Ecotone Blog

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Greenhouse Gases

July 20th, 2020

 

As the state of Earth’s climate continues to decline, its problems become more complex. In order to make positive change to slow down and hopefully reverse the damage we have done it is essential to understand the major drivers of climate change. One of the most prominent drivers of climate change is the increasing concentration of greenhouse gases in the atmosphere. It is highly likely that everyone has at least heard this term at some point in the recent years, but it is highly unlikely that everyone knows what they are or why they are so detrimental to the health of the planet. 

 

To understand how greenhouse gases play a role in climate change, it is first important to understand what exactly they are. Greenhouse gases include carbon dioxide, water vapor, methane, and nitrous oxide. At first glance, the term ‘greenhouse gas’ doesn’t seem to terrible, in fact greenhouses are an incredible invention that allow for the growth of crops during the winter season and are a great educational tool for students of science and agriculture. The link in name comes from the functionality of the gas and the greenhouse itself. Greenhouses work by trapping heat and keeping its little atmosphere at an optimal temperature and dampness to ensure healthy crop growth. Similarly, greenhouse gases work by trapping heat in the very large atmosphere that encompasses the entire planet, thus increasing global temperature; it is because of greenhouses gases that we have global warming.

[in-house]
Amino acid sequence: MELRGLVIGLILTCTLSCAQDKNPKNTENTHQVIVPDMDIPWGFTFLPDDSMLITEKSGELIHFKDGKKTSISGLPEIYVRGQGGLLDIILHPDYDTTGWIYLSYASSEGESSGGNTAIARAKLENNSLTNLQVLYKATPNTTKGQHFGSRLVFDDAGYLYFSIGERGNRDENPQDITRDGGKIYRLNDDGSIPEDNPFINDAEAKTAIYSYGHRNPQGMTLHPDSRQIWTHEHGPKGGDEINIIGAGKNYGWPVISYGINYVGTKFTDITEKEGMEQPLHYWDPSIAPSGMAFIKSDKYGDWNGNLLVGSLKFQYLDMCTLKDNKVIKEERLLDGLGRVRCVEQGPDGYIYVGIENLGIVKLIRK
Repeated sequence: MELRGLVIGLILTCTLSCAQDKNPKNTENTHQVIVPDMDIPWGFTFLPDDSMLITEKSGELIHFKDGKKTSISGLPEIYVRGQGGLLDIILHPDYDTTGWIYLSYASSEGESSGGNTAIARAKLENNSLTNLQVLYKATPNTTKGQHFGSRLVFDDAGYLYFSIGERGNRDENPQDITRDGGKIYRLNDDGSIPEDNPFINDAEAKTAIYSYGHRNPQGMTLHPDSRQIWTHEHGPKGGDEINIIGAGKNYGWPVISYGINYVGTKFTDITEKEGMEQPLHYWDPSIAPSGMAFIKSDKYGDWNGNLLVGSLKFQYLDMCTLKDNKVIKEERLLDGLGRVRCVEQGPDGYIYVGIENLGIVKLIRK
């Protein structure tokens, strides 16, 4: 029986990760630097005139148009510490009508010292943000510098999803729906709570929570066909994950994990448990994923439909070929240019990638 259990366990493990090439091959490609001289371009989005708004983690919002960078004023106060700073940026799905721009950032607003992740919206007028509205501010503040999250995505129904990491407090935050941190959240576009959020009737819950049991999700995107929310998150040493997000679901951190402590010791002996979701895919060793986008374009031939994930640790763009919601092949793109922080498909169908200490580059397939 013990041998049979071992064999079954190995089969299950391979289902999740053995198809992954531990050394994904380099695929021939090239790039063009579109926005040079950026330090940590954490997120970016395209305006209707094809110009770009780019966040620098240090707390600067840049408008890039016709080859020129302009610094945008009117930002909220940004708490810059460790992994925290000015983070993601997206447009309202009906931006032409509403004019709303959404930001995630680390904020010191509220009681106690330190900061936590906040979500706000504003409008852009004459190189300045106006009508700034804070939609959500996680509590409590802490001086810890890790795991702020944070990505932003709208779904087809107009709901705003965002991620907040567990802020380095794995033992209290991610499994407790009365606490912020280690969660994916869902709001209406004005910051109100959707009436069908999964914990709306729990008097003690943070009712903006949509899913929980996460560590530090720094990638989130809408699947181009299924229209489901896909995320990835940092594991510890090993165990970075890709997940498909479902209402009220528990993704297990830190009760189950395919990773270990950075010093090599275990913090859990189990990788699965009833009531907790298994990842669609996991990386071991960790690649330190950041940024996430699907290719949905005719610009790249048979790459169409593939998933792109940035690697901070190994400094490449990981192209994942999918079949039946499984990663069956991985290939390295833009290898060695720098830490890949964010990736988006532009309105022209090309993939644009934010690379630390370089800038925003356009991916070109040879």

Greenhouses gases themselves are not inherently damaging to the planet, in fact they keep us from another ice age, and provide us with the optimal temperature to survive as a human race. It is the dramatic increase in the concentration of greenhouse gases in our atmosphere that is so alarming and so detrimental. As greenhouse gases continue to accumulate in the atmosphere, we see a steady increase in global temperature which leads to melting ice sheets, rising sea levels and extinction of species due to habitat damage. 

 

Clearly, greenhouse gases are very dangerous, and their use needs to be seriously regulated in order to pursue a healthier planet. From a personal level, there are certainly steps you can take to reduce your own greenhouse gas emittance. The most obvious gas to address is CO2 and you can limit this by reducing your use of personal transportation; walking, biking, carpooling, and utilizing public transportation are all viable methods to get where you need to go while reducing your carbon footprint. To address methane, as we’ve discussed in previous blog posts, limiting food waste can play a huge role as we know that it emits methane if not decomposed properly. Another way to tackle methane is by limiting your consumption of animal products, specifically beef and dairy, as cows are a major methane contributor. If you are willing to take action to reduce your personal contribution to the state of the atmosphere, do some research to figure out your carbon and methane footprint. Everything can be adjusted and change can be made. 

 

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